Important preliminary decisions at CITES Conference in Johannesburg
The 17th meeting of the Conference of the Parties to CITES (COP 17) in Johannesburg saw important preliminary decisions taken for the protection of threatened species such as elephants, certain reptiles and tropical wood. The confirmation of these decisions in the plenary session this week is simply a formality.
Federal Environment Minister Barbara Hendricks commented "The CITES Conference has demonstrated exceptionally its capacity to act. The numerous discussions have been worthwhile as now the international community is united in the fight against species extinction. Together we have rejected ivory trade, a step that inspires hope in our efforts to combat elephant poaching. Many other species under threat have also gained from the conference."
Key preliminary decisions taken at the conference:
- A clear rejection of international ivory trade: The Parties agreed there will be no exceptions made to the ivory trade ban. A mechanism facilitating ivory trade in future was defeated and decisions were taken to further restrict domestic ivory markets. In addition, conflict between African state groups, which would have made the fight against poaching more difficult, was successfully avoided.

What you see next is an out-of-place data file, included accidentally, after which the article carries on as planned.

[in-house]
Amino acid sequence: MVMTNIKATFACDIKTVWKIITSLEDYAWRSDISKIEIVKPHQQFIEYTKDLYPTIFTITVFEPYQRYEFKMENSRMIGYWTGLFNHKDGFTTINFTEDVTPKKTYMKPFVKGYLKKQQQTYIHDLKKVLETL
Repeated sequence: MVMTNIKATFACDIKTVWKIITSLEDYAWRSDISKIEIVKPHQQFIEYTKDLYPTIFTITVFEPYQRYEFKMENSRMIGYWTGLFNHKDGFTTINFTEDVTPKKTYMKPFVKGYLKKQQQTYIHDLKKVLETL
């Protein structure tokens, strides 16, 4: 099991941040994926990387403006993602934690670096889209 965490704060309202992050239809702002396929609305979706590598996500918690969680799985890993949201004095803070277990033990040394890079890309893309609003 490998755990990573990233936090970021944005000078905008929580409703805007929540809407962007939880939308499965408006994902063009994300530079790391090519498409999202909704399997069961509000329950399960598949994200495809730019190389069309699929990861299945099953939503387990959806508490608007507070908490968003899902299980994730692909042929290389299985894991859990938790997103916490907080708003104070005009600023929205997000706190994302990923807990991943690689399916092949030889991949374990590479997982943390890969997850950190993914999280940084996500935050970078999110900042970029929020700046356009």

- An ambitious mechanism for the joint fight against elephant poaching and illegal ivory trade: Under this mechanism, all states affected by poaching and illegal ivory trade made a commitment to draw up and implement national ivory action plans. The mechanism has sharp teeth as any states that do not or do not adequately implement their national plans will face sanctions under CITES, including trade sanctions.
- Trade restrictions will come into effect for 55 reptile species under threat, in particular for species which have been decimated to supply the European domestic animal market. The proposals were put forward by the EU, Germany and many of the countries of origin.
- Trade in rare tropical woods will in future be subject to stringent requirements. In the case of over 300 species of rosewood, trade will only be permitted if their use is sustainable. This applies mainly to rosewood species growing in rainforests. Germany and the EU are strongly committed to protecting these species. The same applies for Bubinga wood found in Central Africa: Gabon and Germany launched an initiative in this regard.
- Pangolins are under serious threat from poaching and have been granted the highest protection status.
- Following a proposal made by Germany, the export of hunting trophies will be heavily restricted. Export will only be permitted if the hunting is legal and does not negatively impact on the species’ populations.
- Lion conservation will be continued: The growing lion-bone trade will be curbed and the countries of origin have agreed on a common strategy to improve protection.
The concluding plenary meetings of the CITES COP17 will take place on Tuesday and Wednesday.